Hospital Corner – August, 2020
This year will be memorable for a number of reasons (mostly bad) but staff at Mt. Grant General have tried to make the best of the COVID-19 world we now live in: whether we like it or not, agree or disagree with drastic measures in place, hope for a quick end to this or see no end in sight. Vaccine can’t get here quickly enough! In the meantime, we will continue to fight the virus as best we can—masks, frequent hand washing, keeping your distance from others. You all know the drill by now. A few months ago, we began daily fogging as well. To give you a better sense of what I mean, think of the movie “Ghostbusters” (the original of course, not one of the unfortunate sequels). Mt. Grant’s “virus busters” put on lab coats, half-face respirators, goggles, gloves, and a hat before strapping on a virucidal fogger (instead of a proton pack). Our goal isn’t to capture mischievous ghosts but rather to destroy viruses, especially SARS-CoV-2 aka coronavirus. Our fogger team never fails to elicit a snicker or giggle from others as they plod through the hospital hallways with cumbersome fogger and lengthy extension cords in hand. Despite their comical appearance, they do important work. Fogging, according to studies, “uniformly delivered the disinfectants throughout the room, and effectively decontaminated viruses on hard-to-reach surfaces.” Our crack Housekeeping personnel do great work but fogging gets it done quickly with a high degree of certainty that coronavirus and other contagions are eliminated. At Mt. Grant, no one has to ask “Who you gonna call?” Our fogger team, led by Hospital Safety Officer Carol Lemieux, is always on the job and ready at a moment’s notice—we just need to find a way to pipe in some theme music when they march down the hall to battle the viral beast.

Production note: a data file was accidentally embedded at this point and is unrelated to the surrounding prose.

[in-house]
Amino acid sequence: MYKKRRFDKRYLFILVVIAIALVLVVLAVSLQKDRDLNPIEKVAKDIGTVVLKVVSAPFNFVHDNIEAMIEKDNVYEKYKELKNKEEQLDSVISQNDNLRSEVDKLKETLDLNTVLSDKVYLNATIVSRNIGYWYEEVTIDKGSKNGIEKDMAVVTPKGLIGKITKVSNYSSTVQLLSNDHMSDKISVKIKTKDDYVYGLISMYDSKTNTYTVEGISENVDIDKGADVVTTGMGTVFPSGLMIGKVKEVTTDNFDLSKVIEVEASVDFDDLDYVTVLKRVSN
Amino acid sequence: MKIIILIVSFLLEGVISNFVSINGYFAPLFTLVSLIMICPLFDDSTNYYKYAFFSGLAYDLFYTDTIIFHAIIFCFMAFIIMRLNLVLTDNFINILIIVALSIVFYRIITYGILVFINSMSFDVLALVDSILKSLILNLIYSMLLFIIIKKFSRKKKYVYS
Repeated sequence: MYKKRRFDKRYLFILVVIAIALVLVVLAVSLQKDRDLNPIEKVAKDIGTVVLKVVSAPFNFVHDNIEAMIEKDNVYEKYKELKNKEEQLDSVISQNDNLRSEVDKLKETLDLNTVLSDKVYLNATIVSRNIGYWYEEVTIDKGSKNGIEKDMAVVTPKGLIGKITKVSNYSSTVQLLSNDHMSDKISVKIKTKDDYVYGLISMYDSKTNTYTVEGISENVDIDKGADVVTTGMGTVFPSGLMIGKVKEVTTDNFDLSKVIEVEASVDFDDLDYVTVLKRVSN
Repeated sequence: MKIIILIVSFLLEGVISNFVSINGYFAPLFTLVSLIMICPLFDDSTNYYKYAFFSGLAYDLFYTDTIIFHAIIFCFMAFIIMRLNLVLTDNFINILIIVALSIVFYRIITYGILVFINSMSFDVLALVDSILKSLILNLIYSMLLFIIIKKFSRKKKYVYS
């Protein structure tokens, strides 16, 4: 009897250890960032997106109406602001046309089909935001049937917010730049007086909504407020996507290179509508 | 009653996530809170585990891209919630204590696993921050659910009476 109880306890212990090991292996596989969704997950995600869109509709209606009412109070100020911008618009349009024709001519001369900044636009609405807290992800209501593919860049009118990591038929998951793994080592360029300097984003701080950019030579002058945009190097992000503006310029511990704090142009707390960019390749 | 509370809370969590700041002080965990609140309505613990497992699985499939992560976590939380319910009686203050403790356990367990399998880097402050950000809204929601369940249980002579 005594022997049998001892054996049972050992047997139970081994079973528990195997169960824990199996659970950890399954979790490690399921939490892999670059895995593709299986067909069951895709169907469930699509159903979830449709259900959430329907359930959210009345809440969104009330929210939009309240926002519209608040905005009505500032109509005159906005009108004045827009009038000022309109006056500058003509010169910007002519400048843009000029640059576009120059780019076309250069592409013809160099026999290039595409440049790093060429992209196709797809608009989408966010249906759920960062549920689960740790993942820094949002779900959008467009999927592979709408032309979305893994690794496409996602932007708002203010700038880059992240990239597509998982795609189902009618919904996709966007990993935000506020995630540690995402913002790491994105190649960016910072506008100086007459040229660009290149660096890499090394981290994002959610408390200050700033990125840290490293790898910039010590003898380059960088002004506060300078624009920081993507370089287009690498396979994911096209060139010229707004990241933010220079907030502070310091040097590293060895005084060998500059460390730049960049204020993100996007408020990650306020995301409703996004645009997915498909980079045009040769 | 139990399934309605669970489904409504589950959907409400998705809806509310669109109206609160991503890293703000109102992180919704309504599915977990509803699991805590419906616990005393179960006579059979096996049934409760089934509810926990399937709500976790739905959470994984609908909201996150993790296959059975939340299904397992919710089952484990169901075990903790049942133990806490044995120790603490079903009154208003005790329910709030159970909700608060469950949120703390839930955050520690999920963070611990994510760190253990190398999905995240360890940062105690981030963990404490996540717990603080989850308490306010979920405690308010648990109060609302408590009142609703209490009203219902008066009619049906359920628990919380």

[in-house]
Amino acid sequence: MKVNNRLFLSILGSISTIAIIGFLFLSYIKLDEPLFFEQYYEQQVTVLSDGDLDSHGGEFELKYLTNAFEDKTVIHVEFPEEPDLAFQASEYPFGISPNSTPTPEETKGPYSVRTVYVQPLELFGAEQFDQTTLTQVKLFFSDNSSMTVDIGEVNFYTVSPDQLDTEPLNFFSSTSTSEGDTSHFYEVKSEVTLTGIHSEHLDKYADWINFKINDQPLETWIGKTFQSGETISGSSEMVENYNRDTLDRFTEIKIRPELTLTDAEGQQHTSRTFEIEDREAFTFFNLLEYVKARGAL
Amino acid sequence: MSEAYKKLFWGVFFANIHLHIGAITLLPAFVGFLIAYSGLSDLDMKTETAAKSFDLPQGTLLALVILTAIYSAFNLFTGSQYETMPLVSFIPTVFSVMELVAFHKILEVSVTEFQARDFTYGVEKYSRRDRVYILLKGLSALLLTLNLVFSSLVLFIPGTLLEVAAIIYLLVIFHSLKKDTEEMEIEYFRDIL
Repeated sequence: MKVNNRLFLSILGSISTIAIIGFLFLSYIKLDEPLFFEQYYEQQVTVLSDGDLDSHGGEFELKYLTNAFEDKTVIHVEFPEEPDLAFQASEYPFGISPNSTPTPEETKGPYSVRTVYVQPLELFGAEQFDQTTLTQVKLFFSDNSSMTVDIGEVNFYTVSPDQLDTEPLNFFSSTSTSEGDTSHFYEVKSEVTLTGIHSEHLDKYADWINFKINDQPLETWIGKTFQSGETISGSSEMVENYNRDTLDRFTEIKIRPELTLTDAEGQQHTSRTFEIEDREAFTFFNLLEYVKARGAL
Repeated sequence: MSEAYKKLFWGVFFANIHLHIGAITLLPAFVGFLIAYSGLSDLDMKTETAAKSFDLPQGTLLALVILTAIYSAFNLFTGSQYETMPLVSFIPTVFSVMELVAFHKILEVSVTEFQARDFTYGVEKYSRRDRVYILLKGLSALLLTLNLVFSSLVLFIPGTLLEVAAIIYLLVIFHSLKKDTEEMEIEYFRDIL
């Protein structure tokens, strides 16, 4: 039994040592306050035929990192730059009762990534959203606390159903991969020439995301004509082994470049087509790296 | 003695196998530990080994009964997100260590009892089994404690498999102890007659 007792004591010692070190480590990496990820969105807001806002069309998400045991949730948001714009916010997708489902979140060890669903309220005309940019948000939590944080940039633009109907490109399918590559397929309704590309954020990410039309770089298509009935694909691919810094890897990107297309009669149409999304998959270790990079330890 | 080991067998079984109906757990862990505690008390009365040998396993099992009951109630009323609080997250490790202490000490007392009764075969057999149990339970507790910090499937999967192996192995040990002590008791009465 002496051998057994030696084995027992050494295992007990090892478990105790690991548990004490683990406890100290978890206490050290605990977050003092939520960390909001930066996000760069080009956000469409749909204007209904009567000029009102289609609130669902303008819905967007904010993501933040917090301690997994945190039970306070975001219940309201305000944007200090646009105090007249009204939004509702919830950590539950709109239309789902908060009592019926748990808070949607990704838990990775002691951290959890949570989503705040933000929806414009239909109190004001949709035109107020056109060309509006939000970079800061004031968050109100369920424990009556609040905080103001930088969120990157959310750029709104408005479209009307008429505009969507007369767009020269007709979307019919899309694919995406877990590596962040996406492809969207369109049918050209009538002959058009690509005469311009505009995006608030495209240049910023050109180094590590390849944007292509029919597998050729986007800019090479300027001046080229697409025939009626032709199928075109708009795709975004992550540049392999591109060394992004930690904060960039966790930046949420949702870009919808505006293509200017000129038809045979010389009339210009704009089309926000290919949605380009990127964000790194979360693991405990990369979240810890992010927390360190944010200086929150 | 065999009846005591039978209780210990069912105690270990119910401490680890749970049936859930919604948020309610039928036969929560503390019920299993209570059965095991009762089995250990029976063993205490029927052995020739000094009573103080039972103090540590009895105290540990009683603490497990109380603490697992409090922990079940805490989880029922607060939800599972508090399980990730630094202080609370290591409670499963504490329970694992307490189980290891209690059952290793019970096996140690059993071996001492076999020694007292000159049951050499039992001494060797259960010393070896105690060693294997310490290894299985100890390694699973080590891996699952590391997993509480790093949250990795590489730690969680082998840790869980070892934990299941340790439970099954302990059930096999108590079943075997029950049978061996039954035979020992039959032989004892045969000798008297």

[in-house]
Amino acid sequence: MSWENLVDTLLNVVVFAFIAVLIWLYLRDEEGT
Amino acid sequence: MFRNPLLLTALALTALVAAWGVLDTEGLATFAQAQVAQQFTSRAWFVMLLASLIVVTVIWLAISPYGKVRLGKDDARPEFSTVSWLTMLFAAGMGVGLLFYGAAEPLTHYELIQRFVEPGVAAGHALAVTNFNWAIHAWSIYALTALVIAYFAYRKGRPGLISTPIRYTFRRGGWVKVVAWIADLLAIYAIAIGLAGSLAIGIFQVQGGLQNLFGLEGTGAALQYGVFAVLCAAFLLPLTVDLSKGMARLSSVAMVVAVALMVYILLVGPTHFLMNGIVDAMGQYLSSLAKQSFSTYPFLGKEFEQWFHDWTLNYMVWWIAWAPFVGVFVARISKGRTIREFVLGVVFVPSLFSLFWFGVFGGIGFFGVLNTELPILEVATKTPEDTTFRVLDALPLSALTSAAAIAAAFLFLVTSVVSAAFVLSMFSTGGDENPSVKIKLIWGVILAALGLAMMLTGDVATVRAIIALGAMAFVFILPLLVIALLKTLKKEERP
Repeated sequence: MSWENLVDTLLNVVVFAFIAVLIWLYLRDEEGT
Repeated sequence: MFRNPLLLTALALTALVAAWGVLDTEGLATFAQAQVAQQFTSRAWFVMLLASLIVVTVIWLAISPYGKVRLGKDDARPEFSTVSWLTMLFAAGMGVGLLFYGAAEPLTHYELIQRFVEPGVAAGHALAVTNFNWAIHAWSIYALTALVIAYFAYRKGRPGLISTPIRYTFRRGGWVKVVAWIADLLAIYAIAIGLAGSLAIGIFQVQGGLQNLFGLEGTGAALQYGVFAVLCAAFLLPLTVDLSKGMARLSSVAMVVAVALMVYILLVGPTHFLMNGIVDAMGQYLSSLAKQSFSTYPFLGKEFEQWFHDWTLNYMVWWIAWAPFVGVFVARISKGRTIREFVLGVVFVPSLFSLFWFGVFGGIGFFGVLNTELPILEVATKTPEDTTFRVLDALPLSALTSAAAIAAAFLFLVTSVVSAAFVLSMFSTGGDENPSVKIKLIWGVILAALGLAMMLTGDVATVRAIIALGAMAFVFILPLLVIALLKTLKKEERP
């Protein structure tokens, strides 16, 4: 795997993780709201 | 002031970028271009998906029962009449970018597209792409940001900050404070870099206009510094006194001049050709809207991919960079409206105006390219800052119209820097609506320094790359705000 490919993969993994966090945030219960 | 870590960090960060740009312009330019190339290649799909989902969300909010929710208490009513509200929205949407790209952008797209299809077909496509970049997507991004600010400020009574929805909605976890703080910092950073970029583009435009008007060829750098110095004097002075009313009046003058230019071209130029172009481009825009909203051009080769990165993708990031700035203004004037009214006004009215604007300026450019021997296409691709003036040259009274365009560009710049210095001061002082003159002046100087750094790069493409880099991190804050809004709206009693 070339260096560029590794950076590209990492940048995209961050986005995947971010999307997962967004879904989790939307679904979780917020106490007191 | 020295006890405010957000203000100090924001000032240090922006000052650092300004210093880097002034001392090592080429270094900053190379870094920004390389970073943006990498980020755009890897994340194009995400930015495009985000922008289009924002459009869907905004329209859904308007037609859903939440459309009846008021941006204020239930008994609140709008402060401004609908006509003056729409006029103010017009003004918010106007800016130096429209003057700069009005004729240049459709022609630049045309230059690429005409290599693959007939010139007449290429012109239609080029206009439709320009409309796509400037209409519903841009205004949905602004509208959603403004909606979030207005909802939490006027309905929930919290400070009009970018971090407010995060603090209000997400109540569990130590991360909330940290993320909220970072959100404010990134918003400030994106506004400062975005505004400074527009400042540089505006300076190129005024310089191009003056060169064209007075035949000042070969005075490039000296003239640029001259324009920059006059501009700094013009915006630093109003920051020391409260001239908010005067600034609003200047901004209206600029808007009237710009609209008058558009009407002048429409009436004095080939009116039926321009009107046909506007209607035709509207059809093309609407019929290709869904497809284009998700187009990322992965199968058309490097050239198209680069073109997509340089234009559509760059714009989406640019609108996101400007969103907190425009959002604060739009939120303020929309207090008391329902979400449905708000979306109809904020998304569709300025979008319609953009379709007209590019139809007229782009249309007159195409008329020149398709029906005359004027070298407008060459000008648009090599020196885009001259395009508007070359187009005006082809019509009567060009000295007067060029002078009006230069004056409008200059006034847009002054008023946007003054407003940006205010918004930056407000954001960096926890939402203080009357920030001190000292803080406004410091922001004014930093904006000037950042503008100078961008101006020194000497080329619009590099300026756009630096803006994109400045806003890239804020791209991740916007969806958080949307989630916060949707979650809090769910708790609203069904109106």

By the time these words appear in print, our new CT Scanner should be up and running. After extensive shipping delays caused by aforementioned virus, this lengthy project that began last winter with grant funding from the William N. Pennington Foundation will come to a close. Mentioned numerous times over the past year, the machine is a faster, safer and more accurate scanner than the one it replaced. Radiology Manager Duane Henry will proudly show off his new million dollar toy if you want to stop by and take a look.
Another delayed project is launch of our partnership with Intermountain Healthcare for the establishment of telecritical and telehospitalist programs here at Mt. Grant. As announced here months ago, Intermountain will be providing 24/7/365 remote monitoring of higher acuity patients; at present, they are transferred to Renown or other larger hospitals. Soon, Hawthorne patients who choose to do so may be able to stay in town for their care, instead of being flown to Reno. Intermountain’s team of experienced critical care doctors and nurses will be working with Mt. Grant providers and nurses to provide the finest care and treatment possible. Now that we have resumed preparation for this innovative program, we anticipate a November 2020 roll out. We will be the first rural Nevada hospital to make this available to patients, though it has been in place in Utah and Idaho for a few years. Look for more detailed information in the months ahead.
It is my pleasure to introduce our newest physical therapist: Dr. James Ahlstrom recently joined our PT team, providing therapy and rehabilitation services to patients and SNF residents (who greatly benefit from daily PT). We now have two fulltime PT teams; he joins Dr. Lane Truman who has been here for a year already. The teams alternate weeks, ensuring therapy available Monday through Sunday. This arrangement makes us the envy of most rural hospitals! Welcome Dr. Ahlstrom and family.
Hugh Qualls, Administrator